There was a time when Henry Solano thought that he might have had a place in the space program. After leaving home and high school in Florence, Colorado, in fact, that was the plan. He headed off to Cleveland, and Case Western University, to build the foundation for his place in the stars and perhaps even a shot at being an astronaut. But after three years at this prestigious, world famous school, he found neither space nor engineering were his true calling.
Though Solano later earned his undergraduate degree from the University of Denver in Mechanical Engineering, he found his place in law. In 1976, armed with a law degree from the University of Colorado, he passed the bar and was baptized as an attorney. He’s been riding a rocket ever since.
Today Solano is the District Attorney in Las Animas and Huerfano counties, two counties whose combined populations might not even make up a zip code in some of the places Solano has hung his shingle. His résumé is very nearly platinum.
He has served as an assistant Attorney General for two Governors; held high level positions under two Presidents, including a stint as U.S. Attorney in Colorado; taught at Harvard’s John F. Kennedy School of Government; been a partner at several white-shoe law firms; served on several prestigious boards of directors, including the Southern Poverty Law Center. Basically, he has played in the big leagues of contemporary American law.
So, with an all-star legal career in government and the private sector as a calling card, what drew him to a place like Trinidad? The answer is not that complex. “At the end of the day,” said Solano, “I was (winning) victories for predominantly corporations.” That, simply, wasn’t enough.
As the DA in two southern Colorado counties, “I literally had the opportunity to be involved in policies. There was a public service element that was wanting…the call back into the public sector became large.” And then, there were also deep roots in the area.
Solano’s family dates back in northern New Mexico and southern Colorado to the 19th century. Farming, ranching, and mining, the building blocks for many Latinos in the region going back generations were a part of his makeup. In Trinidad, he could reclaim his roots and perform a service---public service---woefully needed in a place not exactly ignored but certainly in need.
As a new DA, a job Solano took over in 2017, he inherited a ‘to-do’ list that no community should have to live with. “Theft, drug-related crimes” Solano said, were just the beginning. “In the last three years, we’ve had seven homicides. The level and nature of the crimes has increased.” Drugs, he said, are pervasive. Trinidad and I-25 are a key migratory route for Mexican cartels to transport drugs.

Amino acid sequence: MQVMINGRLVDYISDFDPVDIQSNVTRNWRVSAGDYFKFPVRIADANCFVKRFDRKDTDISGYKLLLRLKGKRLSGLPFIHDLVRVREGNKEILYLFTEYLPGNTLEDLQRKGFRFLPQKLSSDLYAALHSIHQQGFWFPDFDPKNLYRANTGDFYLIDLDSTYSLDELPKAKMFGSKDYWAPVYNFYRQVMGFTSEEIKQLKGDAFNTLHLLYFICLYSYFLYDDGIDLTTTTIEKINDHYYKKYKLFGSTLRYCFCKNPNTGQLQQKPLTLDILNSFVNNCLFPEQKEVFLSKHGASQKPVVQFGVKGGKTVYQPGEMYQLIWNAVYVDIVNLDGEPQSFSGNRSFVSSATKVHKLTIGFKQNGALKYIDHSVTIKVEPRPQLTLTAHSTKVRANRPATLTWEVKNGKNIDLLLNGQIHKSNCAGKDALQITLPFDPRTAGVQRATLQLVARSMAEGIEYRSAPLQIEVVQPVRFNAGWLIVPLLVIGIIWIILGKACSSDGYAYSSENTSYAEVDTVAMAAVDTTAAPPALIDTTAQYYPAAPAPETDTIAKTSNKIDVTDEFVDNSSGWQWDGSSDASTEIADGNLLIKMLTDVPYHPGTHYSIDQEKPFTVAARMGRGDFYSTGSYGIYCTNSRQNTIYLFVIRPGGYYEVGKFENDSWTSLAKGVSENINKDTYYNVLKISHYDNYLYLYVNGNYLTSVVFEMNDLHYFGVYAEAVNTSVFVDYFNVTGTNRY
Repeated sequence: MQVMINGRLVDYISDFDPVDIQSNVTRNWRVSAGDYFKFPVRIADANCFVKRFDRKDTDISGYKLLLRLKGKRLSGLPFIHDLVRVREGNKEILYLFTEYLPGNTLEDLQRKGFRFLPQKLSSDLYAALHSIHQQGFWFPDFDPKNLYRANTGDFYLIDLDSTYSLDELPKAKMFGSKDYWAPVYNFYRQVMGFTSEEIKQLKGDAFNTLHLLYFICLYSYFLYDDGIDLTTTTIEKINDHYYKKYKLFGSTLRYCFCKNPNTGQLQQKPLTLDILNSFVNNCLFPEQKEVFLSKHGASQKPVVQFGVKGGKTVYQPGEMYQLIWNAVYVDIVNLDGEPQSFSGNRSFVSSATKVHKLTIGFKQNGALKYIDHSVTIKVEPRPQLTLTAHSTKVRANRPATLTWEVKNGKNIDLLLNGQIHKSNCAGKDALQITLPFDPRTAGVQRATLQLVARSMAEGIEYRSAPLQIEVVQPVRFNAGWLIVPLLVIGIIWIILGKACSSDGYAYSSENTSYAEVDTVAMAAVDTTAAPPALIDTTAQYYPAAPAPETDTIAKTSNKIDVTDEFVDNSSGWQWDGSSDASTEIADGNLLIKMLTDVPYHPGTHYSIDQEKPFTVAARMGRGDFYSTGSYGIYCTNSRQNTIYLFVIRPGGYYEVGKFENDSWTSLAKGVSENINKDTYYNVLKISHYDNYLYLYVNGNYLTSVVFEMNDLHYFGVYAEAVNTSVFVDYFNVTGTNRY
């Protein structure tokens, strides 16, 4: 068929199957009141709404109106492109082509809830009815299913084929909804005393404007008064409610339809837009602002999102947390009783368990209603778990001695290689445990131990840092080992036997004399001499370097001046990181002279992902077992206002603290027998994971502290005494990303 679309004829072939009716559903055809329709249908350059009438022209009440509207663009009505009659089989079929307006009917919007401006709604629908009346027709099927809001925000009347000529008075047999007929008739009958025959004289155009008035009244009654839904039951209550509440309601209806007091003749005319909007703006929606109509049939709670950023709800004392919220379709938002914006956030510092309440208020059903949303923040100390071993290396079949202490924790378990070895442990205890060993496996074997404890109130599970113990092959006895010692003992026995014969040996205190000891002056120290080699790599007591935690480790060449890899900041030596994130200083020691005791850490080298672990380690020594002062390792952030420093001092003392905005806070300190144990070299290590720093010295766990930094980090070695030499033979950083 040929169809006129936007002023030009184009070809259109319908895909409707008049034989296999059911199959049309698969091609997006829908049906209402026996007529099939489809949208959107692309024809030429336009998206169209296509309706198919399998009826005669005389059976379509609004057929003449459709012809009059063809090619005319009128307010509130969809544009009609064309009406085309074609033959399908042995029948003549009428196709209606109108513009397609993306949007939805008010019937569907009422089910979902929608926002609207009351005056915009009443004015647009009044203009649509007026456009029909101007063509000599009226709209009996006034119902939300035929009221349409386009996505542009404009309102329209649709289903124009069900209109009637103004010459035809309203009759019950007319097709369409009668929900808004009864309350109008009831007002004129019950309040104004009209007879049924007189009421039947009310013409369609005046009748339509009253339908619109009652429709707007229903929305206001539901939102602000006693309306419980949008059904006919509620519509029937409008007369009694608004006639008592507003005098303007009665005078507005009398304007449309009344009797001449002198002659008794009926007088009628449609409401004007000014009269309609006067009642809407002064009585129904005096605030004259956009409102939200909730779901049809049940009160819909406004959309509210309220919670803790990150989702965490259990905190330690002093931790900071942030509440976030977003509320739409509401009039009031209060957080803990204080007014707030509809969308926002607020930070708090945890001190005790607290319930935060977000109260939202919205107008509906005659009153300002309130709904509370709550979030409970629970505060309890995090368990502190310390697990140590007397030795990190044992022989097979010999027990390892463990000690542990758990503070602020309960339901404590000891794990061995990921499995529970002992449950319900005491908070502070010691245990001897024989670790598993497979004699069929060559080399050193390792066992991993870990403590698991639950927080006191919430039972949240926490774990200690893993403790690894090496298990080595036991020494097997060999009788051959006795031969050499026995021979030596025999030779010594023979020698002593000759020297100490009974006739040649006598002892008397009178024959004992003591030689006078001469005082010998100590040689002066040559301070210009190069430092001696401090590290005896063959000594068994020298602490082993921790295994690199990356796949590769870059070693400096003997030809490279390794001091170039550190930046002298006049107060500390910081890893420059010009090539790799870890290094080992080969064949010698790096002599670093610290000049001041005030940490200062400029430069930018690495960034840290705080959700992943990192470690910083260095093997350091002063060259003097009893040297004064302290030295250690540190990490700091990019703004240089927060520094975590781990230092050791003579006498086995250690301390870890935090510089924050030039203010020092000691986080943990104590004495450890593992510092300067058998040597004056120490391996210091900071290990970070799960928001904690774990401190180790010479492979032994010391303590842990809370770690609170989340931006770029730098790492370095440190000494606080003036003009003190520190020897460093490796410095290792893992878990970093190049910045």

But nothing is easy for a new DA even one with the polished background of Solano or anyone else who holds the title. “When I took over, for both counties, there were only three prosecutors,” he said. One of those prosecutors was Solano, himself. With only himself along with a single prosecutor for each county, cases that should have been prosecuted were often dismissed or pleaded down to a level inspired by necessity.
The cases Solano’s having to dismiss are misdemeanor and traffic cases. DUI cases and domestic violence cases are always prosecuted. Low-level drug possession cases are often dismissed but not cases involving distribution of drugs. Property crimes are also often dismissed. “I don’t like the fact that we have to dismiss any cases,” he said. But help is on the way. He’s expecting to double his staff of prosecutors soon.
Solano’s courtroom schedule, he admits, does take precious time away from boosting the professionalism and focus an office like his demands. “What tends to be last,” he said, “are the administrative things…but I have to deal with the cases first.” It’s a lament he wishes he didn’t have. But it’s a reality when you’re the law in a region spread over two vast southern Colorado counties. “We’re in crisis mode, literally and virtually every day but I have to catch what needs to be caught.”
The job is certainly taxing and it’s forced Solano to give up a lot of things he’d like to remain involved with, among them “sitting on the Board of the Southern Poverty Law Center,” an organization that has waged a battle for civil rights for decades. He does manage to catch late night movies “to let the mind rest,” and finds solace in church. Spiritual needs have not been neglected. He understands the need to escape as time permits, not only for his own peace of mind, but to maintain a semblance of balance in his life.
Most of his time is centered in Trinidad but he and his wife of 48 years, Janine, do return to their north Denver home regularly where they can spend time with their two daughters, their grandchildren and their chickens that occupy a comfortable spot in their yard. The Solanos’ also have a son who lives in New York.
Solano had no illusions that being the law in two sprawling Colorado counties would be ‘early retirement.’ But the region is a part of his New Mexico and Colorado roots. And for the Solanos, it’s also home.